So there's the main takeaway: It's easy to focus on career planning and talk about getting a good job someday, but what could we have students make that would benefit others in the near future? Students are motivated by making a meaningful contribution.
Middle School Stem Lab - Project Based Learning Everyday
The three of us were trained for four days in the summer--nowhere near long enough to learn the enormous variety of software and all the possible projects available to us in the lab. From there the teachers (officially known as "lab facilitators" by the Creative Learning Systems people) have become our resident experts in the project based learning model.
I could say much more, but I'd rather let some students do the talking. Take a look at this short video we put together for a board meeting in December.
Simple, Free Apps for content creation
Pixlr for Photo Editing
Compared to Instragram, it adds a lot more control over the final look of your picture, but the options are not overwhelming.
Many students used this app or the online version when creating photos for Melinda Newcombe's six-word memoir assignment in her English 11 classes. Here's a video containing many of the best examples from that popular project. If you've had any of the current juniors over the years, check it out and watch for former students.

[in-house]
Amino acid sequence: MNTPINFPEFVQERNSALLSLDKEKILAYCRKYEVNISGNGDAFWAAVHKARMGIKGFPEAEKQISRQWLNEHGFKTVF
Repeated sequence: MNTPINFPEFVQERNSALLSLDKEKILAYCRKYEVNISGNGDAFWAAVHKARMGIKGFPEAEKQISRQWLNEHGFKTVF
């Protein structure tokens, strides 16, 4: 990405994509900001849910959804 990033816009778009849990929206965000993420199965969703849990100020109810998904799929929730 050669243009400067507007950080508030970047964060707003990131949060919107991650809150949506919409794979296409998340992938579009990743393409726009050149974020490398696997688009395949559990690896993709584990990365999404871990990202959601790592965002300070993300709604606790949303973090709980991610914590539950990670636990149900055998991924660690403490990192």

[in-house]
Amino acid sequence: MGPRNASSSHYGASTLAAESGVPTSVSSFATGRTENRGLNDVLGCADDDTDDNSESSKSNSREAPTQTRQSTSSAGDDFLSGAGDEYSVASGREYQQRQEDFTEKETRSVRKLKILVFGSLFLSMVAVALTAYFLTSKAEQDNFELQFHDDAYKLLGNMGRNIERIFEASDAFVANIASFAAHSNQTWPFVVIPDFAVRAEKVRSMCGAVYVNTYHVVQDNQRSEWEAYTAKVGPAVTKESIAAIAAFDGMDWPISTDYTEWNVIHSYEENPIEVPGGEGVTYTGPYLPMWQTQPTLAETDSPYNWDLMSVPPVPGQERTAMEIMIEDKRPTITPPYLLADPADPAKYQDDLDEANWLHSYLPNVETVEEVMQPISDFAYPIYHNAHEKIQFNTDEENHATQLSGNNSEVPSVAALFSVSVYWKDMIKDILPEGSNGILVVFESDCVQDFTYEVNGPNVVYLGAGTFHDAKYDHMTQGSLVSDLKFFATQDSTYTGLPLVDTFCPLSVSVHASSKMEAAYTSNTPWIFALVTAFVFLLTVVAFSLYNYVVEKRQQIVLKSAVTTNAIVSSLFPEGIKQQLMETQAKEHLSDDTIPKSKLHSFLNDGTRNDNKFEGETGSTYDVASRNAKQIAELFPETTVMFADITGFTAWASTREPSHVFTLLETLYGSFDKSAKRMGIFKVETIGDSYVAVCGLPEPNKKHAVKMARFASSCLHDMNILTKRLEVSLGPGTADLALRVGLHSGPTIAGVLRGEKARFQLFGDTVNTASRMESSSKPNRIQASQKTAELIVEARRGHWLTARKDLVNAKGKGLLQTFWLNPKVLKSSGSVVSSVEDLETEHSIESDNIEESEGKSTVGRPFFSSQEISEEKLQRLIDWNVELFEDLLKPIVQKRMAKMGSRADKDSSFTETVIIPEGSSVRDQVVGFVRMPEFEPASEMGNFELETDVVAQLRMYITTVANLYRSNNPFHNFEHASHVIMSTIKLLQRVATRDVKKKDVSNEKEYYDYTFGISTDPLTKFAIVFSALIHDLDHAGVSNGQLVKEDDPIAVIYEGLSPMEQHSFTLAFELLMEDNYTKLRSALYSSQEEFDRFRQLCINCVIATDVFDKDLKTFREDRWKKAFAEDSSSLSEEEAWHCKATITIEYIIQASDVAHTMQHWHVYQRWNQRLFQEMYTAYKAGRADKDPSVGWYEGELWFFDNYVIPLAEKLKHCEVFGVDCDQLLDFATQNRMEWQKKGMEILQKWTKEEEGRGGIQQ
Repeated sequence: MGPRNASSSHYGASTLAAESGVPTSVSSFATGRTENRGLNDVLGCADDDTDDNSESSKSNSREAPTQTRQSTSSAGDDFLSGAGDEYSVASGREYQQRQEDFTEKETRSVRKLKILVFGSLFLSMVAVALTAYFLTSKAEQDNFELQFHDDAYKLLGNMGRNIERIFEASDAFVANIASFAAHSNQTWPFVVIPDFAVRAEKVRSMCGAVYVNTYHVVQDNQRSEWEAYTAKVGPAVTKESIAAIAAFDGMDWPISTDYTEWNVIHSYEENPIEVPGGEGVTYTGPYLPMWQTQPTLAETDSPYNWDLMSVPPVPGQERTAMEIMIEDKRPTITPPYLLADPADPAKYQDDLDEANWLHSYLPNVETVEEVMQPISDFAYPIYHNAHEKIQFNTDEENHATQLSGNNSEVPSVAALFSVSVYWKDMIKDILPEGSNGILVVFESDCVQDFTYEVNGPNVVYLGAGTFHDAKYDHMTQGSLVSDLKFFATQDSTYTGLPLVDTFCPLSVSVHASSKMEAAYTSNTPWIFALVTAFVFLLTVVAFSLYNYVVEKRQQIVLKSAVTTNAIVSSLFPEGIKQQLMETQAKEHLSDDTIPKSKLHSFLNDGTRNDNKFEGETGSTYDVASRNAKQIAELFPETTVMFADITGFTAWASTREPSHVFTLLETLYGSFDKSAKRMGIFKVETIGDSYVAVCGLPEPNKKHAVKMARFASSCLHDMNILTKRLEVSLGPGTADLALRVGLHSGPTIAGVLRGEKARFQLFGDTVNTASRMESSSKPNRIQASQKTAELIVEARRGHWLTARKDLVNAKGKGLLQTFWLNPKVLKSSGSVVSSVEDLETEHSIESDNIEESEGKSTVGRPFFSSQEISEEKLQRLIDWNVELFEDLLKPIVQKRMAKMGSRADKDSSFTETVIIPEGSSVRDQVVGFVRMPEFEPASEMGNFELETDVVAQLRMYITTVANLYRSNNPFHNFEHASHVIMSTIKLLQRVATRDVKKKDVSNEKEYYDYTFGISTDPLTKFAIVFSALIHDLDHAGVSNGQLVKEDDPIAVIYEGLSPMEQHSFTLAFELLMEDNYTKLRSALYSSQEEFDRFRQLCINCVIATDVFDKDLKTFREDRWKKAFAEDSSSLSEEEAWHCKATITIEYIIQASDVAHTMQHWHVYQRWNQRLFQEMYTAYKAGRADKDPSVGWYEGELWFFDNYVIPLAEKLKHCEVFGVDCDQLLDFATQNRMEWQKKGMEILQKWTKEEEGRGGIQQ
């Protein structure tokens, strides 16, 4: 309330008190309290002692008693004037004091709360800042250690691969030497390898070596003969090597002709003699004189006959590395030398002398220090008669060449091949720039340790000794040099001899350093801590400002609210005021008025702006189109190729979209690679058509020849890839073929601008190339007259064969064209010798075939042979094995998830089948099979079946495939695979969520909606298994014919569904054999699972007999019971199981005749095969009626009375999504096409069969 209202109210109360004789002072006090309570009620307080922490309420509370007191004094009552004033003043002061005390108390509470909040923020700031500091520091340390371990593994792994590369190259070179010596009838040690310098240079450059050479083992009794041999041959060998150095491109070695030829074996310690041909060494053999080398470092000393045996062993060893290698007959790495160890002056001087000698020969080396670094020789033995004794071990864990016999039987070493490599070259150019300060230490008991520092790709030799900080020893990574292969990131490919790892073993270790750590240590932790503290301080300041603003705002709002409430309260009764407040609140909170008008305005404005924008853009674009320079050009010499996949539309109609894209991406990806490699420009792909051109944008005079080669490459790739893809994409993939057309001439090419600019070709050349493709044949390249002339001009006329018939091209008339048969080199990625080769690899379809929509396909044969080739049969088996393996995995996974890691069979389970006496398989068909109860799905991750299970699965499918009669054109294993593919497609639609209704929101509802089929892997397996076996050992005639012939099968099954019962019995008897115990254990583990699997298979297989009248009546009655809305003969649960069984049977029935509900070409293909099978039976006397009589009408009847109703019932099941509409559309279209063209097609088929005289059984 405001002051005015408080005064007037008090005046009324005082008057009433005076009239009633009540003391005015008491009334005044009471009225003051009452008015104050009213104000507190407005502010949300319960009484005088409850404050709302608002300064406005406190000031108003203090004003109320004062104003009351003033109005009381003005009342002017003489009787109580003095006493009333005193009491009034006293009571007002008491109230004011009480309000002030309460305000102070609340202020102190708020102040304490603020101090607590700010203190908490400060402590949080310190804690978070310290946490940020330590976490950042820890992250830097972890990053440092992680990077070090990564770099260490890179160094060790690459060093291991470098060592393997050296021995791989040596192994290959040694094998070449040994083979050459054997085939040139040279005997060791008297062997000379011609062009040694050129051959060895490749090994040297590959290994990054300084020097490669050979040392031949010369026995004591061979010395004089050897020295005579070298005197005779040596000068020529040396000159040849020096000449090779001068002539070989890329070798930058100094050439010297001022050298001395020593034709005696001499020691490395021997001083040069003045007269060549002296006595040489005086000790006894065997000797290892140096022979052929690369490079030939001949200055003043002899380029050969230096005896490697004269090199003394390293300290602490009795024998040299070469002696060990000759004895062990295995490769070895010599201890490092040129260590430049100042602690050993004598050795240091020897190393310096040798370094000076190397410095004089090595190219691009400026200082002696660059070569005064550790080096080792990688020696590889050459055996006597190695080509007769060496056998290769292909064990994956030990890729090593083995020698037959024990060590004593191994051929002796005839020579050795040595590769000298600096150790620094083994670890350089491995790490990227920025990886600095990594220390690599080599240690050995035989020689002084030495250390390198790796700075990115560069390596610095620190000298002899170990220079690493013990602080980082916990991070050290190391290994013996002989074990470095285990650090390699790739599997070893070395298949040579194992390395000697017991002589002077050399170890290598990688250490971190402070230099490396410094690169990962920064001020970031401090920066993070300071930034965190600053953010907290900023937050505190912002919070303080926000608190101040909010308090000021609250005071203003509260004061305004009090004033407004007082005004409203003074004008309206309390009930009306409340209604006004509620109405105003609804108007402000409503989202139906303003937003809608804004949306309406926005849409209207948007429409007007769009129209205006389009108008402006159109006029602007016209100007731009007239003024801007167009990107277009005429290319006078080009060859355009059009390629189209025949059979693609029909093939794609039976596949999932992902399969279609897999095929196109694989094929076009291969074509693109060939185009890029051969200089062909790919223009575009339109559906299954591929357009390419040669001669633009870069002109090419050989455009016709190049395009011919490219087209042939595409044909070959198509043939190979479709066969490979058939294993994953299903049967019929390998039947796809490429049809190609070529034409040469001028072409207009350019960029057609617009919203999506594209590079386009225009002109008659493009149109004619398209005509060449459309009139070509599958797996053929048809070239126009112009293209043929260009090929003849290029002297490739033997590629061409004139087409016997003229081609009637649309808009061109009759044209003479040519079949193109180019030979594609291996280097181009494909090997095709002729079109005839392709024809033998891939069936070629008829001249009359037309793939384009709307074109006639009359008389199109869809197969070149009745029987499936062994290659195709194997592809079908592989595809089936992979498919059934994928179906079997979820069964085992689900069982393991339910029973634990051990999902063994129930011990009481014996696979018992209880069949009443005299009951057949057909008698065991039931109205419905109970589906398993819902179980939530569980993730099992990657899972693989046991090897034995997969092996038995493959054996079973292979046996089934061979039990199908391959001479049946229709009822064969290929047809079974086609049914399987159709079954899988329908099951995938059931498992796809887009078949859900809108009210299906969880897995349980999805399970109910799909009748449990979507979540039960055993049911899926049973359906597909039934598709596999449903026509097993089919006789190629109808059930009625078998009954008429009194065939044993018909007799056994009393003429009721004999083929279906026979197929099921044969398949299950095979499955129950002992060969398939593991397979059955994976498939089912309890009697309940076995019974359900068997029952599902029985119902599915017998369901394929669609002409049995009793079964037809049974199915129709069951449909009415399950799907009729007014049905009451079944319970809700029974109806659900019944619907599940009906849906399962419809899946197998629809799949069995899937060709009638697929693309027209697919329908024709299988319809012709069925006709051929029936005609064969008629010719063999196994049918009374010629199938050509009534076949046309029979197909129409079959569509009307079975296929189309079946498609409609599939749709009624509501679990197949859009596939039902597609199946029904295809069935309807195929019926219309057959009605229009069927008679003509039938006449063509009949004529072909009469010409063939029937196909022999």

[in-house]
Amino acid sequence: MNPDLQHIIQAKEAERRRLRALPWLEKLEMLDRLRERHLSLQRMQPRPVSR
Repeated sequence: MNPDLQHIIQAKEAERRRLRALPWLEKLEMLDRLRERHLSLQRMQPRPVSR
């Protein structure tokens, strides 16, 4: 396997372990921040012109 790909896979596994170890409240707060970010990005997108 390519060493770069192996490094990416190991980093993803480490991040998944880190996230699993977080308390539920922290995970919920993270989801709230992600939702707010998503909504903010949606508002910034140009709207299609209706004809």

Free, Simple Comic Creator
You can arrange and resize characters, props and backgrounds then add speech and thought bubbles for dialogue. It's not the most powerful comic creation tool and the interface is smaller than I'd like, but free and easy makes up for any shortcomings.
Thinking about your PLN
A PLN is a personal learning network. I hear it most often in reference to social networks like Twitter, where professionals follow and contribute their own thoughts among peers and leaders in their fields.
I say everyone has a PLN because we all have a group of people we learn from. Some will talk about being "connected educators", but we are all connected to some degree. Whether it's to authors we've read, speakers we listen to at conferences or the other teachers in our buildings, we have a network that shapes how we see our work.
But not all PLNs are equal. For the sake of our students and the profession, we all should evaluate the quality of our PLN. We can do that by asking three simple questions:
- How does my PLN impacted my professional growth?
- How many teachers am I regularly connecting with?
- How often do we connect?
When measured in those ways, the advantage of technology becomes obvious. In fact, that's why PLN commonly refers to a large tech enabled social network. It's a given that we should use the most powerful tools for the job.